Although St. Paul in the letters he addressed to the churches in Greece, Macedonia and Anatolia frequently refers to the persecutions he suffered it is difficult to guess what exactly these persecutions were and where he suffered them. It is not known if his words about the ‘the affliction that came to us in the province of Asia’ (2 Cor 1:8) involves an imprisonment.
According to the apocryphal Acts of St. Paul however, in the Ephesus the furious population ‘put St. Paul’s feet into irons, and shut him up in the prison, till he should be exposed as a prey to the lions. But Eubola and Artemilla, wives of eminent men among the Ephesians, being his attached disciples, and visiting him by night, desired the grace of the diving washing.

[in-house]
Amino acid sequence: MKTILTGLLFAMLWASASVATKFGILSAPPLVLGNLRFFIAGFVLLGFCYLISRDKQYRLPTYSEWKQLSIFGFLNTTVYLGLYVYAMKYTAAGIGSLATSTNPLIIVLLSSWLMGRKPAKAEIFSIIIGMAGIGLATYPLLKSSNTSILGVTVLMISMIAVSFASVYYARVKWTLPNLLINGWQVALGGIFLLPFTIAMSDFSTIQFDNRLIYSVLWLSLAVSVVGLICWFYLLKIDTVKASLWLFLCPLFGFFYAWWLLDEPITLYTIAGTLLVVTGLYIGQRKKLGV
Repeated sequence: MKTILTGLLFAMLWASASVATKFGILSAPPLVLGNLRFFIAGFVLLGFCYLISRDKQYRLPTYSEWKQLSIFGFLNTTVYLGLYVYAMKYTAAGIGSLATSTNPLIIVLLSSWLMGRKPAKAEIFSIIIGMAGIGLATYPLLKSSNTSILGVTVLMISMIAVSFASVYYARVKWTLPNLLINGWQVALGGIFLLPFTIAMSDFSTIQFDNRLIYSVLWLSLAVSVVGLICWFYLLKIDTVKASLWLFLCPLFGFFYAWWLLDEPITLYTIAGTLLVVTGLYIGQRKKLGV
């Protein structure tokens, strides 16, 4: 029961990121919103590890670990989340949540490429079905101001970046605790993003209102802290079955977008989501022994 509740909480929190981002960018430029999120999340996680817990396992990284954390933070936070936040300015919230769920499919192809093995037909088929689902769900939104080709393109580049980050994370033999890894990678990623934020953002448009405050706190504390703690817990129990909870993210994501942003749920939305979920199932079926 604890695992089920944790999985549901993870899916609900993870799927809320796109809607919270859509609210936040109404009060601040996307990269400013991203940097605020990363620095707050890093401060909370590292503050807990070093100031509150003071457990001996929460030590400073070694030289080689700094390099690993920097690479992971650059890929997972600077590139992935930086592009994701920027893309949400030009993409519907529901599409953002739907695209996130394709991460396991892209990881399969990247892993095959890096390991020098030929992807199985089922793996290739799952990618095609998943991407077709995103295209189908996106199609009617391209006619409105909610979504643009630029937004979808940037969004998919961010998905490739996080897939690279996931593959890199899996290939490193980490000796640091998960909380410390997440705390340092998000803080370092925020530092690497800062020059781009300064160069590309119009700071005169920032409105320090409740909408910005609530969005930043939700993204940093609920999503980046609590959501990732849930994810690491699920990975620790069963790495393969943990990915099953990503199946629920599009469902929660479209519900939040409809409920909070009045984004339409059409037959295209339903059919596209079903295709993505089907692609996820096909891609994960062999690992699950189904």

And by God’s power, with angels to escort them and enlighten the gloom of night with the excess of the brightness that was in them, St. Paul, loosed from his iron fetters, went to the sea-shore and initiated them into holy baptism, and returning to his bonds without any of those in care of the prison perceiving it, was reserved as a prey for the lions’
Later Christian traditions, because of its proximity to the Aegean Sea, associated the westernmost tower of the fortifications on Mt Coressus (Bulbul Dagi) with this baptism.